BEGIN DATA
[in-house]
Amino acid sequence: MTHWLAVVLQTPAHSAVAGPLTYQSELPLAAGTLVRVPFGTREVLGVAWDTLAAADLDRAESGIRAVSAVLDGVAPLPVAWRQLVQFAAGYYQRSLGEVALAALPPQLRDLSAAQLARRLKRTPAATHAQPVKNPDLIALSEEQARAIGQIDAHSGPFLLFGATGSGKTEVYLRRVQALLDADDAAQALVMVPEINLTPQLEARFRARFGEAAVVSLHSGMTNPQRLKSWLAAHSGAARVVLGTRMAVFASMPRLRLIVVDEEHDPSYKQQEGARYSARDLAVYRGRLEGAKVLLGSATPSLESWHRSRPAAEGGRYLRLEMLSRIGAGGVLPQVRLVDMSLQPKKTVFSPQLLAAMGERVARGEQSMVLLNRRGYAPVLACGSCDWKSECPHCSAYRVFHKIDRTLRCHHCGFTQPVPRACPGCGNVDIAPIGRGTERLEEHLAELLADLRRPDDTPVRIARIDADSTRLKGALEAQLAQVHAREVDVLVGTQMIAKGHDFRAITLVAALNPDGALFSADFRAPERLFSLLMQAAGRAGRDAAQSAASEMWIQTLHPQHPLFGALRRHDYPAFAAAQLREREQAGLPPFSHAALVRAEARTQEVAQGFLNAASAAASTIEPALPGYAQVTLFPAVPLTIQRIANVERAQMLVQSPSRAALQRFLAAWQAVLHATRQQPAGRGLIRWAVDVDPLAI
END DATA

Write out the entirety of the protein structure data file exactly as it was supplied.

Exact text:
[in-house]
Amino acid sequence: MTHWLAVVLQTPAHSAVAGPLTYQSELPLAAGTLVRVPFGTREVLGVAWDTLAAADLDRAESGIRAVSAVLDGVAPLPVAWRQLVQFAAGYYQRSLGEVALAALPPQLRDLSAAQLARRLKRTPAATHAQPVKNPDLIALSEEQARAIGQIDAHSGPFLLFGATGSGKTEVYLRRVQALLDADDAAQALVMVPEINLTPQLEARFRARFGEAAVVSLHSGMTNPQRLKSWLAAHSGAARVVLGTRMAVFASMPRLRLIVVDEEHDPSYKQQEGARYSARDLAVYRGRLEGAKVLLGSATPSLESWHRSRPAAEGGRYLRLEMLSRIGAGGVLPQVRLVDMSLQPKKTVFSPQLLAAMGERVARGEQSMVLLNRRGYAPVLACGSCDWKSECPHCSAYRVFHKIDRTLRCHHCGFTQPVPRACPGCGNVDIAPIGRGTERLEEHLAELLADLRRPDDTPVRIARIDADSTRLKGALEAQLAQVHAREVDVLVGTQMIAKGHDFRAITLVAALNPDGALFSADFRAPERLFSLLMQAAGRAGRDAAQSAASEMWIQTLHPQHPLFGALRRHDYPAFAAAQLREREQAGLPPFSHAALVRAEARTQEVAQGFLNAASAAASTIEPALPGYAQVTLFPAVPLTIQRIANVERAQMLVQSPSRAALQRFLAAWQAVLHATRQQPAGRGLIRWAVDVDPLAI